Do you always make it a point to immediately test out the newest restaurant in town? Frequently try to knock-off the recipe for that favorite entrée item on someone else’s menu? Do you find yourself tuning into the Food Network more than just occasionally? Do you own over 30 cookbooks? Don’t worry. This is not a rare condition. In fact, it’s quite a common one. You are a true foodie!
Whether you consider cooking a creative pastime, a hobby, a unique form of therapy or mindless pleasure, we know foodies everywhere delight in learning about and tasting culinary pleasures from places near and far. And at AdventureWomen, (being self-confessed foodies), we take food very seriously.
For 2018, we’ve “cooked up” some new culinary fun which combines cooking classes, tastings, chef-led market visits and local gastronomic experiences highlighting the local produce, recipes, regional specialties and talent in our destinations.
When in Morocco…
Moroccan cuisine artfully blends Arabic, Andalusian, Berber and Mediterranean cuisines with hints of European and African influences. With abundant, locally-grown fruits, vegetables and spices including saffron from Talaouine, mint and olives from Meknes, and oranges and lemons from Fes, Moroccan recipes center around seafood dishes and those prepared with beef, goat, lamb and chicken. Moroccan dishes are enhanced with flavorings of lemon pickle, argan oil, olive oil and dried fruits. Did you know that the Moroccan spice mixture “ras el hanout” contains a blend of 27 different spices?!!
On our Morocco adventure vacation, we offer the option on Day 5 of joining a cooking class in Fes where you can try your hand at your own version of Moroccan cooking. You’ll also have the opportunity to taste local recipes created by Moroccan local families you lunch with and learn how to make mint tea and master the art of the Tagine. On Day 12, you can sign up to participate in a half-day cooking class with a Moroccan chef in Marrakech. YUM!
When in Italy…
When someone says that they enjoy Italian food, to an Italian, that doesn’t mean much as the cuisine of Italy is as varied as its many regions and culinary specialties. In August 2018, we venture to Verona, at the heart of Northern Italy’s Veneto wine region. The meaty cuisine of Verona is simple and hearty, pairing appropriately with the region’s robust and fruity vintages. You can taste “bollito misto” (mixed boiled meats) served with a sauce of bone marrow and bread crumbs called peará. Veronese meats are complimented with polenta, risotto and “bigoli” pasta (like spaghetti but thicker) and sauces flavored by duck (anatra), donkey (asino), salted sardines and onions and (yes it’s true) horse (cavallo).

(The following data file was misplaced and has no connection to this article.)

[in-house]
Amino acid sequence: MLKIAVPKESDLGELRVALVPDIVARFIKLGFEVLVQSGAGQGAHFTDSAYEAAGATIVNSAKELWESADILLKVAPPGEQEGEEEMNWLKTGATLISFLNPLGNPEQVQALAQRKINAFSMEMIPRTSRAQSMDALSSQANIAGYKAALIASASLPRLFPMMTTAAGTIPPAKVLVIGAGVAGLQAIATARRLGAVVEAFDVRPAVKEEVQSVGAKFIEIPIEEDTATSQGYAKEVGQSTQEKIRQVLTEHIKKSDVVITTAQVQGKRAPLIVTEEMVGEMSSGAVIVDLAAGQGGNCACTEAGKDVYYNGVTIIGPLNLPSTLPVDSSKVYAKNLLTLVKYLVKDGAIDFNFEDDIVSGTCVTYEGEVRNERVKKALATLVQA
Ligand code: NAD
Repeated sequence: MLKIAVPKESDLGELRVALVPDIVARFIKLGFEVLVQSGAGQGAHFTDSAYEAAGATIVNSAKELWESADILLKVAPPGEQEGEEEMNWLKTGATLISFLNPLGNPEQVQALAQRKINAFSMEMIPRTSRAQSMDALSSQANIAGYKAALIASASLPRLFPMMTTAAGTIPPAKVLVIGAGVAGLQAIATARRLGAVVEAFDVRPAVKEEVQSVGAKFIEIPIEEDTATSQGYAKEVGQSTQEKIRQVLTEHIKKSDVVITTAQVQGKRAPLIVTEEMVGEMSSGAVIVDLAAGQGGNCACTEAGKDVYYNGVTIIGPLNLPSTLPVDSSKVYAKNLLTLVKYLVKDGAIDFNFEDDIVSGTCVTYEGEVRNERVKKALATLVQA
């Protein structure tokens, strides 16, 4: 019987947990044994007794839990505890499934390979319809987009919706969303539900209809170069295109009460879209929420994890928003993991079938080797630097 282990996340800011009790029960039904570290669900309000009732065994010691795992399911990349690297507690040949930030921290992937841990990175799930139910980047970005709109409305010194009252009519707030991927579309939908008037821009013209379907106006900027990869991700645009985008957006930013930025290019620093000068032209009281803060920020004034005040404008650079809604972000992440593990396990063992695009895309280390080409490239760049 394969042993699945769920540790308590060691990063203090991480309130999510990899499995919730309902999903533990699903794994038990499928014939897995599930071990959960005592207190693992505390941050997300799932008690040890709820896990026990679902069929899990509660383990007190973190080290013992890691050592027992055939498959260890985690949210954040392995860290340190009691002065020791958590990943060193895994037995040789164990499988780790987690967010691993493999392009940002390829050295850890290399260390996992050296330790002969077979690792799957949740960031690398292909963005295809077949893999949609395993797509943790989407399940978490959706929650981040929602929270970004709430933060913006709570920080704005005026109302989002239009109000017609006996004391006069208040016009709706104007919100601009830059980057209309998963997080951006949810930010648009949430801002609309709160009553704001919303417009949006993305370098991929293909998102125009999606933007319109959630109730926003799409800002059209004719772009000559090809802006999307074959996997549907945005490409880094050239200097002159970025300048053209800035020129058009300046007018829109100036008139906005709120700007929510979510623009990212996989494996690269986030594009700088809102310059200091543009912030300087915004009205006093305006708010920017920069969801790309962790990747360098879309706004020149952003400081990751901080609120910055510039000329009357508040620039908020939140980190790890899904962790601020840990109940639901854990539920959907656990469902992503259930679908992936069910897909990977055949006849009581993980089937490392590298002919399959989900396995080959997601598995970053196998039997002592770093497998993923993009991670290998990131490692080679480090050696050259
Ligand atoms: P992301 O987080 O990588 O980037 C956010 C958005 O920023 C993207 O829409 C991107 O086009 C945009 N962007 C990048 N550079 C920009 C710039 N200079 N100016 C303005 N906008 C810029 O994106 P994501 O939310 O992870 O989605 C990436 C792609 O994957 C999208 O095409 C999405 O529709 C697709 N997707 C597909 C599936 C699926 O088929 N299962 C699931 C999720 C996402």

We truly indulge ourselves in culinary pleasures on our Italian “La Dolce Vita” trip to Verona. On Day 3, we go cheese tasting with Italian artisan Carlo Piccoli and his wife Emanuela Perenzin, at the Perenzin Latteria (Dairy). Latteria Perenzin has been synonymous with cheese-making excellence since founder, Domenico Perenzin, started the family-owned artisanal dairy in the early 1900s. Emanuela and Carlo pour their heart and soul into each one of their hand-crafted cheeses and their passion for reinventing traditional cheeses has been recognized at every major international cheese show.
On Day 4 of our Italy trip, we dive into a Master Class taught by an Italian chef. Beginning with a chef-led market shopping expedition where we learn how to select the freshest produce, bargain with vendors and prepare ingredients for our recipes, we dive into a participatory cooking class which culminate in a delicious lunch, paired with the best of Verona wines. Buon appetito!
When in Colombia…
Colombian cuisine is diverse and rich, blending the cooking traditions and practices of Colombia’s 18 culinary regions scattered from the country’s Caribbean and Pacific coasts, to Colombia’s mountains and ranchlands. Colombian cuisine is influenced by the indigenous Chibcha, Spanish, African, Arab and some Asian cuisines. Common meats include beef, chicken, pork, goat, a particular variety of guinea pig called cuy, as well as other wild animals and seafood. Rice, potatoes, legumes, and fruits including mango, banana, papaya, and guava are also commonly used in Colombian recipes. You can taste “Ajiaco”, a traditional Andean soup dish that originated from Bogotá, which combines chicken, corn, and potato in a stew with a hint of guasca (Gallant Soldiers), a local herb:
“Sancocho” is another traditional dish originating in the north coast and made with various meats along with corn, potato, yuca, plantain and local spices. From tamales to fritanga, milanesa to bandeja paisa, the cuisine of Colombia will make you want to try more and more and MORE (while you simultaneously try to figure out how to drag those 3 Colombian cookbooks back in your bulging luggage).
On our October 2018, active adventure in Colombia, food is a critical ingredient powering our experience. We savor “santaferena” gastronomy while we travel throughout northern Colombia. On Day 3 of our Colombia trip, you’ll enjoy an afternoon cooking class at Verde Olivo Culinary School. You’ll discover the “7 Paradises” of Colombian street food and you’ll get to go on a literary-foodie feast and food tour on Day 10, the “Gabriel Garcia Marquez Menu” in Cartegena.
With such delicious abandon, there may be a chance that you’ll come back from your Colombia adventure with an additional pound or two, but after all the hiking, biking, and rafting, we’re hoping that it is all muscle!